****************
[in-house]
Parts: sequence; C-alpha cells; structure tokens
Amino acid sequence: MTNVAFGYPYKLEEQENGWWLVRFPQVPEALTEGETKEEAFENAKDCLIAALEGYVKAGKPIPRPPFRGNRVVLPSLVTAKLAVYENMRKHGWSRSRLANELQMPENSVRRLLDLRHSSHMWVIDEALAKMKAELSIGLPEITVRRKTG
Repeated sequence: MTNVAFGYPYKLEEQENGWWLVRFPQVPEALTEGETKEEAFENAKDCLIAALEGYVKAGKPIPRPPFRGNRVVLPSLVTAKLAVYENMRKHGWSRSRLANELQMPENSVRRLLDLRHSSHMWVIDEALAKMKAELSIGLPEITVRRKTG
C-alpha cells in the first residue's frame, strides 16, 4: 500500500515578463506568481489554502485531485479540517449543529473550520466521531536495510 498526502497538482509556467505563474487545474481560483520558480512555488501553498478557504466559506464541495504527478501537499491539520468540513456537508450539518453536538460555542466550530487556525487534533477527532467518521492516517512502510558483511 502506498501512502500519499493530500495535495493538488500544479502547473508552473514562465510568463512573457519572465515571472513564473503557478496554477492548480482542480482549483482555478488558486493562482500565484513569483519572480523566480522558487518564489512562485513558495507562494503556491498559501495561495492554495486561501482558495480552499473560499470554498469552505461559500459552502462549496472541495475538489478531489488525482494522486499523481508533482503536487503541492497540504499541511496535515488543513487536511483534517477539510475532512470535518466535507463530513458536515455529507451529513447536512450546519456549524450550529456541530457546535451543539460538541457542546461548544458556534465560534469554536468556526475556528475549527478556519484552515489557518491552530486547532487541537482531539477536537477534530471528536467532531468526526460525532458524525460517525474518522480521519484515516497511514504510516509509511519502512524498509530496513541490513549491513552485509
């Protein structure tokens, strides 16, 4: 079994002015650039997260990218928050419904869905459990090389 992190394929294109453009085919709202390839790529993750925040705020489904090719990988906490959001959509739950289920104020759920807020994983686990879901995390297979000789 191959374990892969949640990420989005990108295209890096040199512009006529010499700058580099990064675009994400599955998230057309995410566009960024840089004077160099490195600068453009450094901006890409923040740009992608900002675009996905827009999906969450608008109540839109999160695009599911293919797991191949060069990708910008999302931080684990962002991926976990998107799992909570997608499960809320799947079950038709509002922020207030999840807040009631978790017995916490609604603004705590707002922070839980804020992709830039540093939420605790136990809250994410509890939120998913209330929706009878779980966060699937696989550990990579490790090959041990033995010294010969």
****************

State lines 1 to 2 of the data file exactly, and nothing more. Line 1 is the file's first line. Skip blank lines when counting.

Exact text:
[in-house]
Parts: sequence; C-alpha cells; structure tokens